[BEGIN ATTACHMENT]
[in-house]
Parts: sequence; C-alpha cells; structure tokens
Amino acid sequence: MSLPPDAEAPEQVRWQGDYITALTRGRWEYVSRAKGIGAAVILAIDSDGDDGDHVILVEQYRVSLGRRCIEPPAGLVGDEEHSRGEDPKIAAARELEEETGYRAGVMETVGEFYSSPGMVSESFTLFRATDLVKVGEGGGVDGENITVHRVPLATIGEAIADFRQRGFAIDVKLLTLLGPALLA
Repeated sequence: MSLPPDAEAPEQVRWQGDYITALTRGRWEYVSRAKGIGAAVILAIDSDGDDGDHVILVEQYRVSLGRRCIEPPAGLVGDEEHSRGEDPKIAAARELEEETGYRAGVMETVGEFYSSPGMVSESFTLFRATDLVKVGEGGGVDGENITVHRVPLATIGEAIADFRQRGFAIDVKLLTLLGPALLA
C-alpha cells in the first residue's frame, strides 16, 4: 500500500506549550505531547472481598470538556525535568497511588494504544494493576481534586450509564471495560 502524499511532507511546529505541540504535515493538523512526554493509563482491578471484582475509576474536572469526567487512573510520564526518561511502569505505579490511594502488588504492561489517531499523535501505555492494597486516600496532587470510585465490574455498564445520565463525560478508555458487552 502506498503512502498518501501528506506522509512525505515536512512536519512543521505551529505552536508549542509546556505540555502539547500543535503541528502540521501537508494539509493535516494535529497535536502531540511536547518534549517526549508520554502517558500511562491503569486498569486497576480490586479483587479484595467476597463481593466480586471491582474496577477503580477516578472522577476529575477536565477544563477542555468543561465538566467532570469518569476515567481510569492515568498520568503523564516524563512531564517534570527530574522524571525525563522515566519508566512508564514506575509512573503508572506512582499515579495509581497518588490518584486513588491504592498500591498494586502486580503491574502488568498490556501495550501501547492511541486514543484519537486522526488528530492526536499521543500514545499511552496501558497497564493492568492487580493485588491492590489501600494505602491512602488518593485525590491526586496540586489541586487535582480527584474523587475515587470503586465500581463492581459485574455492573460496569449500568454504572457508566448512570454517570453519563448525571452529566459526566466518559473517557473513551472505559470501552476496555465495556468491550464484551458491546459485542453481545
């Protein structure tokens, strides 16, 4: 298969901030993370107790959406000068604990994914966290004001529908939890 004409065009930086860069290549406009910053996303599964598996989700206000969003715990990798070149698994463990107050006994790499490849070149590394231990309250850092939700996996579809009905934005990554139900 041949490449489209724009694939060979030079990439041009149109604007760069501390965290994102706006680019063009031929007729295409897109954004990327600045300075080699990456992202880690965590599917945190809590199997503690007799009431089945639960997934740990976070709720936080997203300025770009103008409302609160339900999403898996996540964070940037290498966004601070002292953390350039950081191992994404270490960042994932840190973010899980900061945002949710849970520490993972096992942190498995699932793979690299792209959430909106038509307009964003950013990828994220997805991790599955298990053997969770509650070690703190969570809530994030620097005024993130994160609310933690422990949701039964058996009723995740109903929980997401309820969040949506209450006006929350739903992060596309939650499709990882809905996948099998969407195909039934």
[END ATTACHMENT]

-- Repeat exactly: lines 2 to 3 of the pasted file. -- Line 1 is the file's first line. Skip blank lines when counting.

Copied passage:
Parts: sequence; C-alpha cells; structure tokens
Amino acid sequence: MSLPPDAEAPEQVRWQGDYITALTRGRWEYVSRAKGIGAAVILAIDSDGDDGDHVILVEQYRVSLGRRCIEPPAGLVGDEEHSRGEDPKIAAARELEEETGYRAGVMETVGEFYSSPGMVSESFTLFRATDLVKVGEGGGVDGENITVHRVPLATIGEAIADFRQRGFAIDVKLLTLLGPALLA